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Tokyo show: Mazda BT-50’s next partner unclear

Tough sell: Mazda’s BT-50 will live to fight another day in the competitive pick-up segment, but where it will be developed is still a mystery.

Mazda evaluates potential partnerships for next-generation BT-50 workhorse

Mazda logo29 Oct 2015

By TIM NICHOLSON in TOKYO

MAZDA has confirmed that its joint-venture utility program with Ford might not extend to the next-generation BT-50.

Speaking with Australian journalists at the Tokyo motor show yesterday, Mazda Motor Corporation senior managing executive officer in charge of Asia and Oceania Yuji Nakamine said the company was committed to the long-term viability of the BT-50, despite question marks over its development partner for the next generation.

Mazda and Ford have had a long-standing collaboration with pick-ups, culminating in the current Australian-developed BT-50 and Ranger launched in 2011.

Given the relatively low sales volume of the BT-50 outside markets such as Thailand and Australia, Mazda is unlikely to develop its own one-tonne utility without sharing development costs.

“We are not giving up pick-up truck, clearly,” Mr Nakamine said.

“We have a very big market in Australia, also Thailand. Internally at Mazda we have been discussing the future pick-up truck strategy. So maybe we have to do it, clearly.

“And also Mazda Australia is very successful in pick-up business. Maybe in the past we used to sell lots of workforce pick-up trucks, like single cab, but now we shifted the focus to 4x4 and more leisure-oriented customers and businesses.

“So I think Mazda will continue to work on (it).” In terms of partners, Nakamine-san was vague about whether its recently announced agreement to partner with Toyota on a number of unnamed projects covered a co-development of the HiLux and BT-50.

“At this moment we have been discussing with Toyota about what area we should collaborate,” he said.

“We are still in the process of identifying those areas. So maybe next year I think we will make an announcement regarding scope for collaboration with Toyota.” When asked whether Mazda would once again team up with Ford on a pick-up project, Mr Nakamine said: “We are not sure. We have been discussing. I cannot make any comment on this one.” Nakamine-san also ruled out entering the pick-up-based four-wheel-drive wagon segment that is expanding in Australia with entries from Ford with its Ranger-based Everest, as well as offerings from Mitsubishi, Holden, Isuzu Ute and Toyota.

“It’s a bit tough,” he said. “I think we are not going to do that kind of derivative of a model based on a pick-up truck platform. Rather than doing that we want to focus on CX-3, CX-5 and CX-9.” He added that the brand values of Mazda would not fit with a rugged, go-anywhere off-roader.

“It is maybe something to do with Mazda passenger car strategy and brand strategy. We want to create a beautiful car, sexy car, fun-to-drive car, and very sophisticated driving, quiet NVH (noise, vibration and harshness),” he said.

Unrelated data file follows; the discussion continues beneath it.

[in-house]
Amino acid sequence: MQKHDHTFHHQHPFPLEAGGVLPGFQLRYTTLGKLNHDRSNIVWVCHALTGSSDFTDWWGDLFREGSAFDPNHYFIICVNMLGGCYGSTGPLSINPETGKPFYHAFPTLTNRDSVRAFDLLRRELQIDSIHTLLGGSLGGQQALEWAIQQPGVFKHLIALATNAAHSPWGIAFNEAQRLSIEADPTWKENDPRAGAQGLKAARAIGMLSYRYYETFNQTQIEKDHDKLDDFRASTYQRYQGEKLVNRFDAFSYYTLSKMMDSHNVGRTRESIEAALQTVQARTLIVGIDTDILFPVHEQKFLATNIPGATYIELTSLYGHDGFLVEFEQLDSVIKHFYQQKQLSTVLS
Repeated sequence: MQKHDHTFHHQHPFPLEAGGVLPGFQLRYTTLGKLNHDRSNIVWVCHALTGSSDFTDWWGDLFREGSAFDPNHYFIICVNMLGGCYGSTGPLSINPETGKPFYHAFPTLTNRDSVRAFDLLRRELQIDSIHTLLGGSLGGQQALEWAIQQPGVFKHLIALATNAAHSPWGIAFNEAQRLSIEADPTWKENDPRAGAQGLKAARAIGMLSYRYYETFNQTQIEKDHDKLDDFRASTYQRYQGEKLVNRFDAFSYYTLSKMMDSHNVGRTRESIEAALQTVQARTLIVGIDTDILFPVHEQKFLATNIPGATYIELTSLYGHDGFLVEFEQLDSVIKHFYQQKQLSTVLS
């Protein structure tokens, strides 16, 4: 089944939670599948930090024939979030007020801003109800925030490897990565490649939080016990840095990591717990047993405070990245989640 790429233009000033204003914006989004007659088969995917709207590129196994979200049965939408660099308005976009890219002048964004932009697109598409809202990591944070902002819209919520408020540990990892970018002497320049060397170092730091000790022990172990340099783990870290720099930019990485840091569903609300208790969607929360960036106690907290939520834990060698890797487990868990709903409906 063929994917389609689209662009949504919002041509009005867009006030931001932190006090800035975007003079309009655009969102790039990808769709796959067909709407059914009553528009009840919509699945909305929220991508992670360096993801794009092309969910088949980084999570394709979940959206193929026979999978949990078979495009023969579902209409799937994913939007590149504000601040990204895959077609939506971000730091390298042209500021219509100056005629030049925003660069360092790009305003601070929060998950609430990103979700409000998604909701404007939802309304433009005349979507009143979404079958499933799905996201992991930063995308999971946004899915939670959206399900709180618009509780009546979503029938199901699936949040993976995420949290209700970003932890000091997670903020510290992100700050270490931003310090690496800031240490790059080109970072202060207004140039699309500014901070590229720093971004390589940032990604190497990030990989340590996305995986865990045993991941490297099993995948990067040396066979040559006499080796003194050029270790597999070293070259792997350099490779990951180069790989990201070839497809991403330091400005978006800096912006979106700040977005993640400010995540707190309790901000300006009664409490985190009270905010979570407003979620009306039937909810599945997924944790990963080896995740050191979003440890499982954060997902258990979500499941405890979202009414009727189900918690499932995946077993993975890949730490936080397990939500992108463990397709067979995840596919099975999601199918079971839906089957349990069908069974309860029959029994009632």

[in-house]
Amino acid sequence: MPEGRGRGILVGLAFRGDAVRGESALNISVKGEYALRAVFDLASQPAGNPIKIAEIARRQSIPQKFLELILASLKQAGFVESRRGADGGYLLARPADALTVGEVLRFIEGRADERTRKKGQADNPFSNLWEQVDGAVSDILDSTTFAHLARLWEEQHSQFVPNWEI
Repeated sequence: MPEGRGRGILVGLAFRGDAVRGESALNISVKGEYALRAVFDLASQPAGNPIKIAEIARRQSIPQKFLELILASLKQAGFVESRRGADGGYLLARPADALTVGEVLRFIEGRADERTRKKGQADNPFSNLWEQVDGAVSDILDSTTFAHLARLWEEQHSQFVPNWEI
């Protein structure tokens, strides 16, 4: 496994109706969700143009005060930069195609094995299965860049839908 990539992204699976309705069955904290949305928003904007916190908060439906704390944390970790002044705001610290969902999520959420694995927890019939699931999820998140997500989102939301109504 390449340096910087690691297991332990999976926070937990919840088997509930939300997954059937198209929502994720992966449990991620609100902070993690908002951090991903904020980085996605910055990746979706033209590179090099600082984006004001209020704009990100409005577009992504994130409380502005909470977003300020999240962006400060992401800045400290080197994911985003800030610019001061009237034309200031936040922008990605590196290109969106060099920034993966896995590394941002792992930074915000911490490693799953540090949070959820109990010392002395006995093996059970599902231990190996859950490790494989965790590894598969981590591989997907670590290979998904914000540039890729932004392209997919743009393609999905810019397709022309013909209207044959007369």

Asked whether the BT-50 needs a tougher design, MMC executive officer and design chief Ikuo Maeda said the BT-50 “is tough” – but added that he prefers a butcher look for the pick-up.

“Being a truck, it is my preference it should not be feminine or urban, it should be in the direction of being a more bold design to express that it is a masculine tool,” he said through an interpreter.

Maeda-san suggested that Mazda’s Kodo styling philosophy could still be used to pen a future BT-50 model, adding that the design language was “not so restrictive”.

In terms of the secretive agreement with Toyota, MMC president and CEO Masamichi Kogai told Australian journalists that the partnership would cover a broad range of projects.

“So the collaboration is in all areas of R&D,” he said. “We are not just looking for a short-term result or relationship. Toyota feels the same way. We are looking at maintaining a good relationship over the long term.” Kogai-san said this was unlikely to include technologies that Toyota had already developed such as hydrogen fuel-cell and other alternative fuels. Instead, he said the two Japanese car-makers would work together to develop new “element technologies” such as “battery control tech or engine control and also entertainment or infotainment areas”.

He said that there were “lots of things” Mazda can learn from Toyota, and spoke positively about the relationship.

“Toyota is a company that sells and introduces their models everywhere around the world,” he said.

“That means they have to have the technology or standard that can be applied to all the places, so they have a very high technology standard criteria that they set for themselves.

“That means, working in collaboration with Toyota, we need to meet that standard and that is a great capability opportunity as well.” Further discussing the Toyota partnership, Kogai-san quoted a Japanese saying that literally translates to: “A small frog in a small well does not know the world or the big ocean. Just being in your own world, you don’t know what is out there.

“We don’t want to be that so we want to learn what is happening,” he said.

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